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Are we too darn clean for our own good? - (8/10/2021)

By Dr. Ron Gasbarro

When the pharmacist was a boy, the first time he heard the command "Wash your hands!" was when he went to a pal's house for supper. His mom marched Freddy and me to the kitchen sink and observed while we scrubbed our ever-fidgeting paws with hot water and Ivory soap. "Gosh, Mom," my friend protested, "We're just having franks and beans!" "Freddy, the germs from your hands will get into your food which you will eat and then die," she warned. 

Germs. What did we do before we knew about germs? Well, we died. By the millions. Bubonic plague, cholera, smallpox, and leprosy wiped out entire armies, cities, and world regions. Once Louis Pasteur came along in the 1800s, identified germs, and made the first vaccines, things began to improve. Yet, germs are crafty buggers. Once we got rid of one disease, more would come to its funeral: HIV, Ebola, Spanish influenza, and everyone's politicized favorite, COVID-19. 

Back to Mom. It wasn't like my mom was remiss in making sure we kids washed our hands. She just was not über-obsessive about it. Sure, if we came to the dinner table with obvious gookiness dripping from our stubby little digits, we would get "that look," which meant to clean up before we sat down. After dinner, I do not remember using a clean drying towel for each dish and utensil. Instead, the same one was used until the job was done. Note: We all lived to see adulthood.

So, the question must be asked: Are we too clean for our own good? One expects one's surgeon's hands to be sterilized before cutting into one's skull. But is it a sin if we do not shower every day? With the abundance of modern plumbing, antibacterial soaps, and nuclear-grade cleaning products, we are more hygienic today than ever before. And that's a problem, some germ gurus say.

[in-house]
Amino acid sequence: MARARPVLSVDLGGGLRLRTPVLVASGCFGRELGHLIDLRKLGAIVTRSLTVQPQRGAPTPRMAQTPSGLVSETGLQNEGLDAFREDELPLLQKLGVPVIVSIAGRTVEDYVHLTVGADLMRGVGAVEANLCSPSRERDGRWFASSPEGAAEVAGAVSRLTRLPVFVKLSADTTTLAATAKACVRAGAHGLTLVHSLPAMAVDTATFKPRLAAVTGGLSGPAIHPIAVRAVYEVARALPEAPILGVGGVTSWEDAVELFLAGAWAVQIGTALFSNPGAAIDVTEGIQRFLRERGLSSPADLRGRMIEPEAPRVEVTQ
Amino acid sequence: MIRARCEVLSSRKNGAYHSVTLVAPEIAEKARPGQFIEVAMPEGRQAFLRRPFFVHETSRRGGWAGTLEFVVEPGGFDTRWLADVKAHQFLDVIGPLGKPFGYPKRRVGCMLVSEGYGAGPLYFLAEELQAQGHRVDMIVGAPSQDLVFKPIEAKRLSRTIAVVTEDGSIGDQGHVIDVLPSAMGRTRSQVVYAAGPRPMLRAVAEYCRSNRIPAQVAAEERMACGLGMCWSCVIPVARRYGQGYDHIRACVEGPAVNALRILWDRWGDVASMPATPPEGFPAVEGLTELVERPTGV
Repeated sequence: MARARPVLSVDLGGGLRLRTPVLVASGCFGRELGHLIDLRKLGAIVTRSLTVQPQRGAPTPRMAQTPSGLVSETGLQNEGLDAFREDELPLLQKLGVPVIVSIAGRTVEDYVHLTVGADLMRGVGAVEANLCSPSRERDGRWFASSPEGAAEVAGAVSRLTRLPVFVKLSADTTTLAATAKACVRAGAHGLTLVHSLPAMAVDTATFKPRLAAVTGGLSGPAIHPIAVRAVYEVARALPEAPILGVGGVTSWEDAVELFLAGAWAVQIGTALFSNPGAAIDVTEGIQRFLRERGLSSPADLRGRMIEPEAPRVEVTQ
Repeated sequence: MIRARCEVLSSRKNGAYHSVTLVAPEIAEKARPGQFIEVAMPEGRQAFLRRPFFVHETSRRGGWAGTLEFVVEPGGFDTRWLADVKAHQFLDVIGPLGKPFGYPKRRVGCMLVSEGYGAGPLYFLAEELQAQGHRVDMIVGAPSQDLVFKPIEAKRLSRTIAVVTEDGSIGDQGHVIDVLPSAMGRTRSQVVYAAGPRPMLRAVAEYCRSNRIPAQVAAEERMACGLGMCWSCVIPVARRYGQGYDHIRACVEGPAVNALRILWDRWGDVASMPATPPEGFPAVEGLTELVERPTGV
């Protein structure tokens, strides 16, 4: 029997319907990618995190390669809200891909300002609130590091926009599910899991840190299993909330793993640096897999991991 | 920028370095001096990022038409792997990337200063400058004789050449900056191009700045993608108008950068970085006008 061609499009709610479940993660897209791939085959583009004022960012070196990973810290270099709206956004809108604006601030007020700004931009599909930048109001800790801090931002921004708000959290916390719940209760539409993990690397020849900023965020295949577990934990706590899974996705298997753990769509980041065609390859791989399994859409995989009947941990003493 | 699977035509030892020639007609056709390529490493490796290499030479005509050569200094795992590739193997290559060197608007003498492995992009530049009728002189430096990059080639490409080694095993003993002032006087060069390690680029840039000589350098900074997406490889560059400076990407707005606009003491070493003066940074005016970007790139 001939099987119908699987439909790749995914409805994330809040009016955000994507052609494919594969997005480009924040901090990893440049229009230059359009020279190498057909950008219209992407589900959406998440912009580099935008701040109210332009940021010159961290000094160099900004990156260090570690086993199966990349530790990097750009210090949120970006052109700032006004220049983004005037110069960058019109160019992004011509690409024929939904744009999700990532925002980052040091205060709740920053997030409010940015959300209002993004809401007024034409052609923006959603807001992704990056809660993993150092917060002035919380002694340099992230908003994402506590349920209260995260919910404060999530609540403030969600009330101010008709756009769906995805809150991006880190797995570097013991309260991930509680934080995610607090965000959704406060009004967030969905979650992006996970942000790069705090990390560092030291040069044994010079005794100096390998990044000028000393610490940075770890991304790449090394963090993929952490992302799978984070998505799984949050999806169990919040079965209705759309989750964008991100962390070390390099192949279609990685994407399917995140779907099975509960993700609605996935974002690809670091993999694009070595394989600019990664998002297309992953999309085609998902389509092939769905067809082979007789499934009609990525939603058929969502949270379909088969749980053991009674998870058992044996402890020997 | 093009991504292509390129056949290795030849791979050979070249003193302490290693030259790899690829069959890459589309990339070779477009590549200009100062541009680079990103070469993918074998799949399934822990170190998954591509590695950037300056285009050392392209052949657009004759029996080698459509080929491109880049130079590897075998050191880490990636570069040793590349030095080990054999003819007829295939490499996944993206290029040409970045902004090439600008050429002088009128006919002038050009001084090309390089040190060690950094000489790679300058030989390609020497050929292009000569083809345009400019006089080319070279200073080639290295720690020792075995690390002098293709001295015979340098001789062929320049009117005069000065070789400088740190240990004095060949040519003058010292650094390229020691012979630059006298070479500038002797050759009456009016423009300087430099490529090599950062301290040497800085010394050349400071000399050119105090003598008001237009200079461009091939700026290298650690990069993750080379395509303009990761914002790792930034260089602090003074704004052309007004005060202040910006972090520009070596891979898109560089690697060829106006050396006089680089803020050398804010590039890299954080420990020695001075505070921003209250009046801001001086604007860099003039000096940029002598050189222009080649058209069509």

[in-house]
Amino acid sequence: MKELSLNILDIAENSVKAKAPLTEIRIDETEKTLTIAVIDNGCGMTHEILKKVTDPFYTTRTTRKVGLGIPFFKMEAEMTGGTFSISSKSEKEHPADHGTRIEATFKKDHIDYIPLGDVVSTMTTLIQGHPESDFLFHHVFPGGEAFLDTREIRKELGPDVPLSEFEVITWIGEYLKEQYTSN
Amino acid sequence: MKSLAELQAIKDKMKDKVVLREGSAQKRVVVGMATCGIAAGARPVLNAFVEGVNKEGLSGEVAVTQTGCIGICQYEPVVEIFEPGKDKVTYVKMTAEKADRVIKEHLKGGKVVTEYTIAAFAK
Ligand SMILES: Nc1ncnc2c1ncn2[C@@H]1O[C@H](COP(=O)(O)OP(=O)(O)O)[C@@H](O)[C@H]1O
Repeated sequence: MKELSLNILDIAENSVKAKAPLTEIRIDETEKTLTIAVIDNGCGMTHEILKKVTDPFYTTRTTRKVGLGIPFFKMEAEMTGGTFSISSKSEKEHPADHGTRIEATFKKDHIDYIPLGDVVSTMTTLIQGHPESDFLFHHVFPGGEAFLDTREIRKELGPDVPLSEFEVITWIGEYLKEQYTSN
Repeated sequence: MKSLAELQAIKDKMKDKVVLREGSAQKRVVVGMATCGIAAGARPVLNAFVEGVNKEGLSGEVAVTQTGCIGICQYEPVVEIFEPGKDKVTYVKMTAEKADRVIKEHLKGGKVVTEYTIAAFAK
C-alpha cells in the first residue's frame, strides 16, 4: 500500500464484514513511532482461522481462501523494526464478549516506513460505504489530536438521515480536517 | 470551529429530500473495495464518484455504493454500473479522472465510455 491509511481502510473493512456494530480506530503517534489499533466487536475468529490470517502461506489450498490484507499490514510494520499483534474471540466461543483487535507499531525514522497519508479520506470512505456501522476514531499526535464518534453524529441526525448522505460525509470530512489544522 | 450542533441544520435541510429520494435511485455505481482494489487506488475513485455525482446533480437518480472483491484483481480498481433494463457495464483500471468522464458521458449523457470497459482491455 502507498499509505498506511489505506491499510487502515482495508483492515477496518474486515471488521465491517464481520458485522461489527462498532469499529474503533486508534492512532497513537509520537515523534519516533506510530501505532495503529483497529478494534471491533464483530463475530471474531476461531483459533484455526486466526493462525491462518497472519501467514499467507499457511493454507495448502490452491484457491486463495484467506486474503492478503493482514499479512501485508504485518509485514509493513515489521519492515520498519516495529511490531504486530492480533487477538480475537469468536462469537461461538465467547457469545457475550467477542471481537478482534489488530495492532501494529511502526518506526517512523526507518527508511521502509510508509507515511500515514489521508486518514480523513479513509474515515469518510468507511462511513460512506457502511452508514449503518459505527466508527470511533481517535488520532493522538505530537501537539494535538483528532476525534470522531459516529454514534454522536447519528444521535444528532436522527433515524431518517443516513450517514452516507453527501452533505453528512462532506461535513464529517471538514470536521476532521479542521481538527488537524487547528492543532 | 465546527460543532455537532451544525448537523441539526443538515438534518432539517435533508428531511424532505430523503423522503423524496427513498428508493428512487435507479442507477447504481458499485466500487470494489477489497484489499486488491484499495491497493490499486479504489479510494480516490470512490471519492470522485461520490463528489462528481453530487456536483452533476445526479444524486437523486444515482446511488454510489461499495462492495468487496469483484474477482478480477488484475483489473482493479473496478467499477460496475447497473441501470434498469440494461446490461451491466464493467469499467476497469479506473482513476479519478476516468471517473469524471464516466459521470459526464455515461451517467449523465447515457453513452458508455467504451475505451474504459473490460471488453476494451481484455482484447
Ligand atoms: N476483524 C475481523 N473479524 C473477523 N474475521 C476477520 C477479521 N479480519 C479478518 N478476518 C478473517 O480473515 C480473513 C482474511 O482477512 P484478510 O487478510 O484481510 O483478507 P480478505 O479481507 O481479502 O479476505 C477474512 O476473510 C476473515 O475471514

Exposure to microorganisms is key to our biology. Most of our immune system is made of material that requires activation by the germs to which we are exposed. Since 99% of the germs around us are beneficial, we rely on them to control the 1% that cause disease. If we wipe out all germs, then the nasty germs have one big head start. To wit, a 2015 international study assessed the effects of household bleach – a tried and true disinfectant – in the homes of young children. Infections like pneumonia and flu were more frequent in homes where bleach was used, the study revealed. Here, the protective good germs had been given the heave-ho. This is not to say that you should let your bathroom become a science experiment. But obsession is deadly in so many other ways.

The brighter side? Scientists have discovered a type of bacteria in plain-old dirt that, when eaten, can make us happier, less anxious, and improve brain function. This bacterium, Mycobacterium vaccae, acts as an antidepressant by increasing levels of serotonin, which we need to feel like the walls are not closing in on us. In one study, mice were fed mouthwatering dirt-and-peanut butter munchies. They found that the crap-eating mice demonstrated better concentration and less anxiety when navigating their mazes in the laboratory. The pharmacist cautions against serving mud pies to one's teens in the hopes of boosting their algebra grades. But a little of your backyard on their bare knuckles won't kill them. Don't be like Freddy's mom, who would scold her poor child: "Don't forget under the nails! That's where the germs like to hide!" Bear in mind, as much as you love the dog sleeping on your bed, he doesn't use toilet paper. And that's our dirty little secret. 

Ron Gasbarro, PharmD, is a recovering pharmacist and writer-in-residence at Rx-Press.

 

 


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